• Trump suggested sending law enforcement to the polls. Can he do that?

    Trump suggested sending law enforcement to the polls. Can he do that?

    27/08/2020 Duración: 21min

    Faith in the U.S. electoral system is one of the most important fundamentals of this country’s democracy.And this year, it’s being tested in unprecedented ways.Some of those challenges are emerging from the rhetoric of the president himself. President Trump has discredited mail-in voting, suggested rampant voter fraud and said he might not accept the results of the election.Most recently, Trump has threatened to use law enforcement officers to patrol polling places.In an interview last week with Fox News host Sean Hannity, Trump said,“We’re going to have everything. We’re going to have sheriffs, and we’re going to have law enforcement, and we’re going to hopefully have U.S. attorneys and we’re going to have everybody, and attorney generals. But it’s very hard."The suggestion raised concerns about voter intimidation and voter suppression.And while reporting suggests the president isn’t actively making plans to send federal law enforcement to polls, it raised significant questions about whether he could, and th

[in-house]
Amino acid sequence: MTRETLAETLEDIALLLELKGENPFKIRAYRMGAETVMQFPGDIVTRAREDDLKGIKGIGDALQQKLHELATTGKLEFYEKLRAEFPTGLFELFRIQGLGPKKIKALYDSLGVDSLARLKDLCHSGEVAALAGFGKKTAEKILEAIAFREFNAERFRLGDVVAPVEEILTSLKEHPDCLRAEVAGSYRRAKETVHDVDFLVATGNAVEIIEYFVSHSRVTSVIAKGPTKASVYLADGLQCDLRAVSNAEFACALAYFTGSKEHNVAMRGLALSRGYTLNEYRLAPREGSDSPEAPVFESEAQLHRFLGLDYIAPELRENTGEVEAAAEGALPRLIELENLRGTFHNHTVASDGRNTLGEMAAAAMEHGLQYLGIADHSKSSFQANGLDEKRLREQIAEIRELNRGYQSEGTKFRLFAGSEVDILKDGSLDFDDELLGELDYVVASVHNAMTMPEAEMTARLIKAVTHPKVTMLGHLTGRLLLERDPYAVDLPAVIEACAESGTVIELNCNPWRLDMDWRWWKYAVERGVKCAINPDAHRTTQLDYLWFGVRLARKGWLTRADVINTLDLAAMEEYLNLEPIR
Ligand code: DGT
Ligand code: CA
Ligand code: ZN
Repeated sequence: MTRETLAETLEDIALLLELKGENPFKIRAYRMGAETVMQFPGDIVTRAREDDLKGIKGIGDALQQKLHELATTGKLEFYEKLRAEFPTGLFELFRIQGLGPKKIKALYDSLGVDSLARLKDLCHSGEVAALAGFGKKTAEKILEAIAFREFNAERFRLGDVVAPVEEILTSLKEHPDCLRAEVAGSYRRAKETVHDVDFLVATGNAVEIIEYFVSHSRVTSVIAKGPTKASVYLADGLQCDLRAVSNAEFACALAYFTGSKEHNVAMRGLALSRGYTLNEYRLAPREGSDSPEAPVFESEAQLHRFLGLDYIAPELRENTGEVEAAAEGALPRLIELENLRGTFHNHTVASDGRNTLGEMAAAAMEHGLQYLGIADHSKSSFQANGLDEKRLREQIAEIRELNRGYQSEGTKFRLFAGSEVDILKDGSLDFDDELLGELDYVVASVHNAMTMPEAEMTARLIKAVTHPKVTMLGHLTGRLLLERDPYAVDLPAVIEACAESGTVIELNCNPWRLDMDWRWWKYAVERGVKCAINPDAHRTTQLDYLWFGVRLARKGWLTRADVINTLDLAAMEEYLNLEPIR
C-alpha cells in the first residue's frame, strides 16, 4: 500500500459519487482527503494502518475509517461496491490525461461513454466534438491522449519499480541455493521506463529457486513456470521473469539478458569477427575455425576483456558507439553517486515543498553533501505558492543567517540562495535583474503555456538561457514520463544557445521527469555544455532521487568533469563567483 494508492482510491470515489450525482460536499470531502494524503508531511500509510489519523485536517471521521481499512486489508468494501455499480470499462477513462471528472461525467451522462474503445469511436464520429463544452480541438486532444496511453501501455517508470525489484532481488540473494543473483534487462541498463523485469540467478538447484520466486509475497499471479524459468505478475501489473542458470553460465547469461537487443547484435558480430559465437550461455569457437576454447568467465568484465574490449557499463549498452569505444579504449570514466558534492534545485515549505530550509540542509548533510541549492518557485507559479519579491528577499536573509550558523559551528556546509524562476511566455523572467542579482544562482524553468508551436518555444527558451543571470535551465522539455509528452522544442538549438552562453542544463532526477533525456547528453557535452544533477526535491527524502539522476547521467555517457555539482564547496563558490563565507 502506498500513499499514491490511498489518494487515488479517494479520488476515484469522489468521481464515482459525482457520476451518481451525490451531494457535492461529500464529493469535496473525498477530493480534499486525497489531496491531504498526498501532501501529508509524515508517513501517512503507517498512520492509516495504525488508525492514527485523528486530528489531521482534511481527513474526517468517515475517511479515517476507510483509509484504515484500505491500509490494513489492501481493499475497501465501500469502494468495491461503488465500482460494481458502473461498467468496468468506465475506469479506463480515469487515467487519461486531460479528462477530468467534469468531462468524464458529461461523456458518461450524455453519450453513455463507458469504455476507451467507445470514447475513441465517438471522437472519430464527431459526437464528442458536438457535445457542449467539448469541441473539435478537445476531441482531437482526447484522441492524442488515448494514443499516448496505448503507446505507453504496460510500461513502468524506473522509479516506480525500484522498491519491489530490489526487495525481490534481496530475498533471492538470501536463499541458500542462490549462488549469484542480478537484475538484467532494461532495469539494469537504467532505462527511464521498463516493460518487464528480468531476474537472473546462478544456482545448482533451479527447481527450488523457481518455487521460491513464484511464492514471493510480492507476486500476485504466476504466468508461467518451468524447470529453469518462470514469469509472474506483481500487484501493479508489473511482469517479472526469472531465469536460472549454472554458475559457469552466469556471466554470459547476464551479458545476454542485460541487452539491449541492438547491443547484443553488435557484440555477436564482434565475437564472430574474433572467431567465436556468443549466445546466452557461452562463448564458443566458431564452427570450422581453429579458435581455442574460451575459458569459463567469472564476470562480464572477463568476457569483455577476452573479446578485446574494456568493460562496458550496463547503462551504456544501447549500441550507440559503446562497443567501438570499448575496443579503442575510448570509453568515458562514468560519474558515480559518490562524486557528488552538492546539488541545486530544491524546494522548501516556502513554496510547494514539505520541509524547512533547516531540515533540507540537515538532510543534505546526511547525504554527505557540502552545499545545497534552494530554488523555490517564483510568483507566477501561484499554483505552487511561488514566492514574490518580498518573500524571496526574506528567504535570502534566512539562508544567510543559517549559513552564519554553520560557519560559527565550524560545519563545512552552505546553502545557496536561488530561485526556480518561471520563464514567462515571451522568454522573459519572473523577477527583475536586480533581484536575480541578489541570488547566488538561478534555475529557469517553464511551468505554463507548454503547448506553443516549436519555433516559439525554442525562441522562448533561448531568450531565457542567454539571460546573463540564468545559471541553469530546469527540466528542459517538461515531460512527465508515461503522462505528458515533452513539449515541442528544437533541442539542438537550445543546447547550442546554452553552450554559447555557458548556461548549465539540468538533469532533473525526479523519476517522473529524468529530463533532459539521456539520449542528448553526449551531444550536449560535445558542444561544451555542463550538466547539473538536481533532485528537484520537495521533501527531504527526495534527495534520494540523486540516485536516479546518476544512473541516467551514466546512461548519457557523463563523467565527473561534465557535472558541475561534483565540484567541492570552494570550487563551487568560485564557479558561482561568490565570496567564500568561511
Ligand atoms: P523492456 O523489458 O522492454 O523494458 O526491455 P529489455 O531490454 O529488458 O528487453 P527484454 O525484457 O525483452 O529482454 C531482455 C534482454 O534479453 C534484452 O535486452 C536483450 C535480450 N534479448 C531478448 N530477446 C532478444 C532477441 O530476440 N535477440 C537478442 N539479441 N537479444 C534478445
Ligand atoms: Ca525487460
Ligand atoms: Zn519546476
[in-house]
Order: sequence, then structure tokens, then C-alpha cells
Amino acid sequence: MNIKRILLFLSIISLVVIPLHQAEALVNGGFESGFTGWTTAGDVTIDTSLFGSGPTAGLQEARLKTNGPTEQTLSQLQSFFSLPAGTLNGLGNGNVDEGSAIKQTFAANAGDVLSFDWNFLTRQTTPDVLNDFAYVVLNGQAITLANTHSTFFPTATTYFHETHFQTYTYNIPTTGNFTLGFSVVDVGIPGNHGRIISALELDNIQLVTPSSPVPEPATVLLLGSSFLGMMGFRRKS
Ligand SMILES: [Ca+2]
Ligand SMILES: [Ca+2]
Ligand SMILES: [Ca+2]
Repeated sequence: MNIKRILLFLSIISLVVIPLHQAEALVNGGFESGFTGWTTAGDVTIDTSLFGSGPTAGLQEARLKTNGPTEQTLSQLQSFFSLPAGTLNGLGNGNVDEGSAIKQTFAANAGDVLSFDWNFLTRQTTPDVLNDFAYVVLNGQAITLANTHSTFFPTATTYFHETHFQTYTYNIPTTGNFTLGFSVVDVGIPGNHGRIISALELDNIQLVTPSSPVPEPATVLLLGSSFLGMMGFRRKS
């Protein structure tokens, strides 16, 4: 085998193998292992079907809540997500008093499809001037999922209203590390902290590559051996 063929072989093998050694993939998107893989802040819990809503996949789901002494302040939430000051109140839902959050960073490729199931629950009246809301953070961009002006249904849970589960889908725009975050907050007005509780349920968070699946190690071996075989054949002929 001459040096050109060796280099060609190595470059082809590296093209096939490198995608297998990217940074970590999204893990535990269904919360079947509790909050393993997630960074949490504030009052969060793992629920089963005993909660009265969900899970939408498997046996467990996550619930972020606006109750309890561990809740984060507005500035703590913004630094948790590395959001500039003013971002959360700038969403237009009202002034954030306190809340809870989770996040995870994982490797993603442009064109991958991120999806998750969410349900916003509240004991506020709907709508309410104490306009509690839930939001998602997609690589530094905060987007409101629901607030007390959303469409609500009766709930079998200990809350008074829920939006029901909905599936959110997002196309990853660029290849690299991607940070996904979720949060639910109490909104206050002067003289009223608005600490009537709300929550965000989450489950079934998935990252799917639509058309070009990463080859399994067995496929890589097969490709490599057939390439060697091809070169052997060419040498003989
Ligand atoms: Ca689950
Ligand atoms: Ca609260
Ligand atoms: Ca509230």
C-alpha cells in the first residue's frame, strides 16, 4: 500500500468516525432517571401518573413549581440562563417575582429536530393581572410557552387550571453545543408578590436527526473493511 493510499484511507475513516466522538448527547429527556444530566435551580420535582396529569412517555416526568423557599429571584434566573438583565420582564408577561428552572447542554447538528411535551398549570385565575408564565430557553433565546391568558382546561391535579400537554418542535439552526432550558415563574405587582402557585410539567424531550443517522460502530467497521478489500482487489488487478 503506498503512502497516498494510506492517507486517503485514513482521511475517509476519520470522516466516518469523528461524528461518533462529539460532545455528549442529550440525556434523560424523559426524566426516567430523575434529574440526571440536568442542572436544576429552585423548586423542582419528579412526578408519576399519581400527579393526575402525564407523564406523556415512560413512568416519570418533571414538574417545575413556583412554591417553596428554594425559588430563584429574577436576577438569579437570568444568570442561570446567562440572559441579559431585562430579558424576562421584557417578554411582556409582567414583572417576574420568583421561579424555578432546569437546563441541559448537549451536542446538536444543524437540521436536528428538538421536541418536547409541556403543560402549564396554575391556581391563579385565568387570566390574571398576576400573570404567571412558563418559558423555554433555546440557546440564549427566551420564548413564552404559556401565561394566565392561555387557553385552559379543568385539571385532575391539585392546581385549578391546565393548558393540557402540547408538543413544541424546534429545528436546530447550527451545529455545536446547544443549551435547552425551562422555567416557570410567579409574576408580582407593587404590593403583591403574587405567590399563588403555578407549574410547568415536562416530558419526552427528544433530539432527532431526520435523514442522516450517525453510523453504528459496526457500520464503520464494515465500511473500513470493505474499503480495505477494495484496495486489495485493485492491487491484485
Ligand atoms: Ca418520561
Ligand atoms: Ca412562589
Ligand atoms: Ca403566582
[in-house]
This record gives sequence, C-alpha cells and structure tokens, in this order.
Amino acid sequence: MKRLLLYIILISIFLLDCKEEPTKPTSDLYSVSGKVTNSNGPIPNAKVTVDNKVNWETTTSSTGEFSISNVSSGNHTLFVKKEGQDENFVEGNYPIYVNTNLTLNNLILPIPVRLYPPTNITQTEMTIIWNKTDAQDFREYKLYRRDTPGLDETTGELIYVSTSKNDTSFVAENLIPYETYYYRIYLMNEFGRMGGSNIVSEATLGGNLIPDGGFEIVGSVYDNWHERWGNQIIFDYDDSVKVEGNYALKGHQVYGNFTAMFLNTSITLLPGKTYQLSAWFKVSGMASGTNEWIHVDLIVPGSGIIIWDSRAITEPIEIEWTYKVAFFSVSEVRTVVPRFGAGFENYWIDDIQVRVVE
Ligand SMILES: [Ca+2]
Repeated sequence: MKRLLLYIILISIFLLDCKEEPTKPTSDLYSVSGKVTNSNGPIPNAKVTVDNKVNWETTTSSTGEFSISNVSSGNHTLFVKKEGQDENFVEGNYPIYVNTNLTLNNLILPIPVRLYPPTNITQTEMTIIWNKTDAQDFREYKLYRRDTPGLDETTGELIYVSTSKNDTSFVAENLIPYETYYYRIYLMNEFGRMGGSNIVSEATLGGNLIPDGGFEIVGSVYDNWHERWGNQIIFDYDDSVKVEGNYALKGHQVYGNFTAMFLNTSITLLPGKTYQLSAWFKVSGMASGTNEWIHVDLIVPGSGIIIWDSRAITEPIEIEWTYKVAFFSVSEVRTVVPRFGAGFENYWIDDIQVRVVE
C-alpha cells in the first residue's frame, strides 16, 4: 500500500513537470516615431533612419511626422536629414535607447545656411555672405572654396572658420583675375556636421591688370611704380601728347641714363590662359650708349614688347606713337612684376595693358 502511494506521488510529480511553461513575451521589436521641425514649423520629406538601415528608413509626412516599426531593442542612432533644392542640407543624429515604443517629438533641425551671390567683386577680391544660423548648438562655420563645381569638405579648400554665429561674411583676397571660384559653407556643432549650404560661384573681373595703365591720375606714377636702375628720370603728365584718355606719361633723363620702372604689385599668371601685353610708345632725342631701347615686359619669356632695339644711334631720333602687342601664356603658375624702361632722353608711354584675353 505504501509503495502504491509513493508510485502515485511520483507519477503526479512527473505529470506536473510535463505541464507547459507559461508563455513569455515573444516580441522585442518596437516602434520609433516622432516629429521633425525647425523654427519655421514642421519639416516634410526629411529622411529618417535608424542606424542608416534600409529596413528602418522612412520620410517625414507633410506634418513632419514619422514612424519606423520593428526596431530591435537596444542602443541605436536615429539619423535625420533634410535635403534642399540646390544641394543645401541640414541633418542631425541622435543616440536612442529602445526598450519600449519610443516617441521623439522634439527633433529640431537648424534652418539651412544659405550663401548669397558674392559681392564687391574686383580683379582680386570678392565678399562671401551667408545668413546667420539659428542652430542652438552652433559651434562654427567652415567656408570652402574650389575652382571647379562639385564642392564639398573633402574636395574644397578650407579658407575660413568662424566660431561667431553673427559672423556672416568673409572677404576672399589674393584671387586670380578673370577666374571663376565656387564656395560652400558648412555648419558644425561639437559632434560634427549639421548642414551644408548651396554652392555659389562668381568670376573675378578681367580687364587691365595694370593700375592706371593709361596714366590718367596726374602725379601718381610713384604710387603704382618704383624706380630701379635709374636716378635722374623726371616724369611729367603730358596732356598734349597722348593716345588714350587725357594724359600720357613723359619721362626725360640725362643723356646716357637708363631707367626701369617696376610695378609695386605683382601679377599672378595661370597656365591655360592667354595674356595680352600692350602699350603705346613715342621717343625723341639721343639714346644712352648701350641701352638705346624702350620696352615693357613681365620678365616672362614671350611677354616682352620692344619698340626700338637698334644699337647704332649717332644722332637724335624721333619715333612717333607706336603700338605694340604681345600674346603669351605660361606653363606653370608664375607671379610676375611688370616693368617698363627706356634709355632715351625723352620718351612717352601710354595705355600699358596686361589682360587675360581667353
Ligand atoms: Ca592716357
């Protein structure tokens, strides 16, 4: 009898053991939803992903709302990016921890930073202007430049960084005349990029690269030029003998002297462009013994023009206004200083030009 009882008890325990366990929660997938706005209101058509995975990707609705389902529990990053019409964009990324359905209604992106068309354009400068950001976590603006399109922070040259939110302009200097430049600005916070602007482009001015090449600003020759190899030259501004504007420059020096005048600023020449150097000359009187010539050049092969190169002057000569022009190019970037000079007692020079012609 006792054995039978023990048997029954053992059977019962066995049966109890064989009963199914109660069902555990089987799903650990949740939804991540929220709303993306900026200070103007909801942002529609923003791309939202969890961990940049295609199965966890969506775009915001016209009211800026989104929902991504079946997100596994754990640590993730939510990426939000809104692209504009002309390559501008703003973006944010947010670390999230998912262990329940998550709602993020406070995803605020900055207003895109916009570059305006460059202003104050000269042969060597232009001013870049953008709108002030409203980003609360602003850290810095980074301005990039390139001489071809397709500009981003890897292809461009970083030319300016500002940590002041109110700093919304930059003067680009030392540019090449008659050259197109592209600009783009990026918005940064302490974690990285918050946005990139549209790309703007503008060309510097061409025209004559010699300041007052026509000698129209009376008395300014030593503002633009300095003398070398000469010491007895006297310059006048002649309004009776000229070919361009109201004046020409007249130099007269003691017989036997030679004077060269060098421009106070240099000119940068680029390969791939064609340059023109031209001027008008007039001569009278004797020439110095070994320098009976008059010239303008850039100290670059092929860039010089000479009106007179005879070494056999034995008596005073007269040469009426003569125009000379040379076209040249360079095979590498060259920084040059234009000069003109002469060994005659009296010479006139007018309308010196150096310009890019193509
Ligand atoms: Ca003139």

• Postal problems persist. (But your mail-in ballot is probably safe.)

    Postal problems persist. (But your mail-in ballot is probably safe.)

    20/08/2020 Duración: 24min

    President Trump’s rhetoric about the Postal Service has grown bolder. He’s said that if he stops the Democrats from providing emergency funding to the Postal Service, it’s harder for them to process a surge in mail-in ballots. And according to Trump himself, he wants less mail-in voting, because he thinks too much vote by mail may cost him the election.Meanwhile, a new postmaster general has taken over the agency. Louis DeJoy, previously a logistics executive, was named to head the Postal Service in May, He’s also a major Republican donor.In his short time in the new role, DeJoy has upended the mail system. He has shaken up USPS leadership, ordered the removal of hundreds of high-speed mail-sorting machines, eliminated overtime hours for delivery workers and banned them from making extra trips for on-time delivery.The cumulative effect of Trump’s words and mail delivery slowdowns caused by DeJoy’s changes left many Americans uneasy about the ability of the Postal Service to deliver mail-in ballots effectively

  • How an extraordinary election season affects Trump’s reelection chances